Germany Joins Fight Against ISIS

A twin-engine Tornado fighter jet in service to the German Luftwaffe in Jagel, Germany, in a 2006 file photo. Photo: Kay Nietfeld / EPA

BERLIN — Germany decided Thursday it could no longer stay on the sidelines of the fight against Islamic State, announcing plans to send Tornado jets and a warship to aid the new international military alliance set on crushing the Islamic State.

The decision to send between four and six reconnaissance jets along with the carrier was made at a meeting on Thursday of senior ministers in Berlin.

The meeting was called by Chancellor Angela Merkel after she agreed at talks with French President Francois Hollande the night before to step up military help in the international fight to defeat the Islamic State.

The planned military action was a necessary strike against the militant terrorists, Merkel told a meeting of lawmakers from her conservative Christian Democrats and their Bavarian-based Christian Social Union allies.


According to media reports, Paris had wanted the Tornados to provide reconnaissance backup for the French military mission against Islamic State, which has claimed responsibility for a night of terrorist attacks in Paris earlier this month that left 130 dead.

Merkel called the meeting in Berlin – which also included Foreign Minister Frank-Walter Steinmeier, Vice Chancellor Sigmar Gabriel and Defence Minister Ursula von der Leyen – to consider Germany's military role in the planned anti-Islamic State coalition being forged by Hollande.

Staying out of the coalition was not an option for Germany if the country wants to keep the terrorist threat at bay, von der Leyen said.

"Everyone can see that the problems will come our way if we don't take care of them in a timely fashion," she said. "If we want to fight terrorism and the reasons people are fleeing, then we have to do so locally."

But von der Leyen warned it was likely to be a long fight, saying it should be militarily possible to overcome the Islamic State and noting recent defeats the terrorist organization has suffered in Syria and Iraq.

In addition to the jets and warship, Germany agreed to deploy aircraft for the refuelling of coalition fighter jets, as well as to send satellite reconnaissance.

The warship is likely to provide backup to the French aircraft carrier Charles de Gaulle, which has already been dispatched to the eastern Mediterranean.

Hollande was in Moscow on Thursday for talks with Russian President Vladamir Putin after a series of meetings with world leaders this week to create a new coalition against Islamic State.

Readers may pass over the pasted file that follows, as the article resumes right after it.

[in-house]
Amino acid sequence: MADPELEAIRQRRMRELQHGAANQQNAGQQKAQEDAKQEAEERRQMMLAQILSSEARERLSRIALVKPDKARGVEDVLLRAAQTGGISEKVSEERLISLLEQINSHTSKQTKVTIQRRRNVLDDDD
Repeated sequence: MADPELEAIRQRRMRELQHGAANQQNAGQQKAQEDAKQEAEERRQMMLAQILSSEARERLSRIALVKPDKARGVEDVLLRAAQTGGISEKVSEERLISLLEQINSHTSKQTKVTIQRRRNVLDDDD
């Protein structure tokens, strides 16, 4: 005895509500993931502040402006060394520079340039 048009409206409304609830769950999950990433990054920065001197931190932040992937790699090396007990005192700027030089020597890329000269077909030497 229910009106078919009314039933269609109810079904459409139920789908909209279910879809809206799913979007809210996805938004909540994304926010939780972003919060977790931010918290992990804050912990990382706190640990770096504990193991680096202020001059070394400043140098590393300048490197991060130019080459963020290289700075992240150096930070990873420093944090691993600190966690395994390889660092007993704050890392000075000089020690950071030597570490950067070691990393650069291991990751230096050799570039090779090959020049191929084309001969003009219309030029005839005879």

Standing alongside Hollande in the Elysee Palace on Wednesday evening, Merkel declared that decisive action was needed to end the global threat posed by Islamic State.

"It's not possible to fight Islamic State with words: You have to fight them militarily," Merkel said. "We have to end the talk and act because of the high value we place on security, and this demands decisive action."

German military involvement in any part of the world is a highly charged political issue as a result of the nation's past military aggression, in particular during the first half of the last century.

German participation in the coalition would represent only the third time since the end of World War II that the nation's military forces have joined such a combat mission.

The nation's Tornado jets were used against Serbian air defences as part of the NATO-led action against Belgrade in 1999 during the Kosovo War.

More recently, members of the German army, the Bundeswehr, joined  ground operations against the Taliban in Afghanistan.

Germany also promised this week to send 650 soldiers to the UN peacekeeping mission in Mali.

In so doing, Berlin answered a call from Paris to help relieve French forces fighting Islamists in the West African state so it can turn its attention to Syria and Islamic State.

At the same time, Berlin said it was raising by 50 to 150 the number of German troops sent to help train Kurdish Peshmerga forces, who are battling Islamic State in Iraq.


Up until now, the Kurdish Peshmerga training progamme was Germany's most important contribution to the struggle against Islamic State.

Merkel's government still requires parliamentary approval to deploy its military forces in Syria.

Story: DPA